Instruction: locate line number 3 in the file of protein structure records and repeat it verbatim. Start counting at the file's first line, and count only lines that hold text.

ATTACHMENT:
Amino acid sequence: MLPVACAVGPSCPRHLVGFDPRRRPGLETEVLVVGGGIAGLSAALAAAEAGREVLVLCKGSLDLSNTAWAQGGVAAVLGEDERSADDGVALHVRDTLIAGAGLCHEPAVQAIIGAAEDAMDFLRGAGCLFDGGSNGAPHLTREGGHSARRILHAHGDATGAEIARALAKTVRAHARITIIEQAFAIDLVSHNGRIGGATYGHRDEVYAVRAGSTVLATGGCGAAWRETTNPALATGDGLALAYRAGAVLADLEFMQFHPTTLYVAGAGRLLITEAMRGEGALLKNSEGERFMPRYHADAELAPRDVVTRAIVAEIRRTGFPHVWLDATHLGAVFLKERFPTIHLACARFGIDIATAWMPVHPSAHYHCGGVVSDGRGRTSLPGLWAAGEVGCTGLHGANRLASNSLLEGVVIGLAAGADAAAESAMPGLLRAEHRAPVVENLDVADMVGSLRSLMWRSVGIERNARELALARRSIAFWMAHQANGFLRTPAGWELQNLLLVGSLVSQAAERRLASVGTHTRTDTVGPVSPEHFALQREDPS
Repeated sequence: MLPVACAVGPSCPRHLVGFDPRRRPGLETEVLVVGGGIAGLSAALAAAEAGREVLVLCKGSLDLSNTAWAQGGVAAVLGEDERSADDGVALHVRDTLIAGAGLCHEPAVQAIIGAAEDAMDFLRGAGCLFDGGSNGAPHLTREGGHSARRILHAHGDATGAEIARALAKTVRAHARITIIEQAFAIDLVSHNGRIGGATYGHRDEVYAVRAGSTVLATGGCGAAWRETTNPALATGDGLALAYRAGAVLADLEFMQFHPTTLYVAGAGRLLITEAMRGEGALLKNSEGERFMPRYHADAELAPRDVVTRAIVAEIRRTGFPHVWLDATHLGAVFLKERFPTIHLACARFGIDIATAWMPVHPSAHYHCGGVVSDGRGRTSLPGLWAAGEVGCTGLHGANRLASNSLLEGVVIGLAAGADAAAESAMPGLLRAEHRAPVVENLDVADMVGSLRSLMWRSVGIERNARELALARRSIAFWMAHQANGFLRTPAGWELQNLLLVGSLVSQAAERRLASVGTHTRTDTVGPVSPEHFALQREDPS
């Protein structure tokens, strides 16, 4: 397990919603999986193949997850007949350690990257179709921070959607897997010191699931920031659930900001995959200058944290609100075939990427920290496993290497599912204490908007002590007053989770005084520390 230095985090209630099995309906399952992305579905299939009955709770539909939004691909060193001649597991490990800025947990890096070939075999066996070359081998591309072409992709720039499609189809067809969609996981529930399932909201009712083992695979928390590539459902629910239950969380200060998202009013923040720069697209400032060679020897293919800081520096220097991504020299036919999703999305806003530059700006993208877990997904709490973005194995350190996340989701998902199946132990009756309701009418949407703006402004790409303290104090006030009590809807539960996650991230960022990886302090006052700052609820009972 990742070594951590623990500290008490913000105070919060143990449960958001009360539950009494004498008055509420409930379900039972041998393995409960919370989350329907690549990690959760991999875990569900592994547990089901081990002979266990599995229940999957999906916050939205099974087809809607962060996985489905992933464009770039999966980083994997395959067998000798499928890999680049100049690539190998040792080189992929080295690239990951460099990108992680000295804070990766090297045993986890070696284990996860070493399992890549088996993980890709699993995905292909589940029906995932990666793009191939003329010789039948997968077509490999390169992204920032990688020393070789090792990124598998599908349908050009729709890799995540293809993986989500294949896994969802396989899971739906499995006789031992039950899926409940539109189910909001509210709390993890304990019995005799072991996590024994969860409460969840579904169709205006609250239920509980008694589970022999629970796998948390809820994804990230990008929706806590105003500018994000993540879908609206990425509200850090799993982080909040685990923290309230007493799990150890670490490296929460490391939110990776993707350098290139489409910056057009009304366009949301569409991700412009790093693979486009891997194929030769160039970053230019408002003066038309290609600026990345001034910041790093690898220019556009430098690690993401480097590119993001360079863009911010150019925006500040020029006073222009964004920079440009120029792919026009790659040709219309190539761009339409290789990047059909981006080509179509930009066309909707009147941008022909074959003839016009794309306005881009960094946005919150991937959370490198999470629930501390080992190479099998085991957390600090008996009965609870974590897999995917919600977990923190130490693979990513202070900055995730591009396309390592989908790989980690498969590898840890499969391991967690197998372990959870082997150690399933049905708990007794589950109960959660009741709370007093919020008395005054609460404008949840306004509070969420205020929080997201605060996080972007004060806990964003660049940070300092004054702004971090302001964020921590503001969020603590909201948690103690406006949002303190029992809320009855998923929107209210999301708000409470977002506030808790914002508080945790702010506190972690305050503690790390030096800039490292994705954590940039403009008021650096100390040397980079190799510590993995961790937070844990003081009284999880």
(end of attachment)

């Protein structure tokens, strides 16, 4: 397990919603999986193949997850007949350690990257179709921070959607897997010191699931920031659930900001995959200058944290609100075939990427920290496993290497599912204490908007002590007053989770005084520390 230095985090209630099995309906399952992305579905299939009955709770539909939004691909060193001649597991490990800025947990890096070939075999066996070359081998591309072409992709720039499609189809067809969609996981529930399932909201009712083992695979928390590539459902629910239950969380200060998202009013923040720069697209400032060679020897293919800081520096220097991504020299036919999703999305806003530059700006993208877990997904709490973005194995350190996340989701998902199946132990009756309701009418949407703006402004790409303290104090006030009590809807539960996650991230960022990886302090006052700052609820009972 990742070594951590623990500290008490913000105070919060143990449960958001009360539950009494004498008055509420409930379900039972041998393995409960919370989350329907690549990690959760991999875990569900592994547990089901081990002979266990599995229940999957999906916050939205099974087809809607962060996985489905992933464009770039999966980083994997395959067998000798499928890999680049100049690539190998040792080189992929080295690239990951460099990108992680000295804070990766090297045993986890070696284990996860070493399992890549088996993980890709699993995905292909589940029906995932990666793009191939003329010789039948997968077509490999390169992204920032990688020393070789090792990124598998599908349908050009729709890799995540293809993986989500294949896994969802396989899971739906499995006789031992039950899926409940539109189910909001509210709390993890304990019995005799072991996590024994969860409460969840579904169709205006609250239920509980008694589970022999629970796998948390809820994804990230990008929706806590105003500018994000993540879908609206990425509200850090799993982080909040685990923290309230007493799990150890670490490296929460490391939110990776993707350098290139489409910056057009009304366009949301569409991700412009790093693979486009891997194929030769160039970053230019408002003066038309290609600026990345001034910041790093690898220019556009430098690690993401480097590119993001360079863009911010150019925006500040020029006073222009964004920079440009120029792919026009790659040709219309190539761009339409290789990047059909981006080509179509930009066309909707009147941008022909074959003839016009794309306005881009960094946005919150991937959370490198999470629930501390080992190479099998085991957390600090008996009965609870974590897999995917919600977990923190130490693979990513202070900055995730591009396309390592989908790989980690498969590898840890499969391991967690197998372990959870082997150690399933049905708990007794589950109960959660009741709370007093919020008395005054609460404008949840306004509070969420205020929080997201605060996080972007004060806990964003660049940070300092004054702004971090302001964020921590503001969020603590909201948690103690406006949002303190029992809320009855998923929107209210999301708000409470977002506030808790914002508080945790702010506190972690305050503690790390030096800039490292994705954590940039403009008021650096100390040397980079190799510590993995961790937070844990003081009284999880």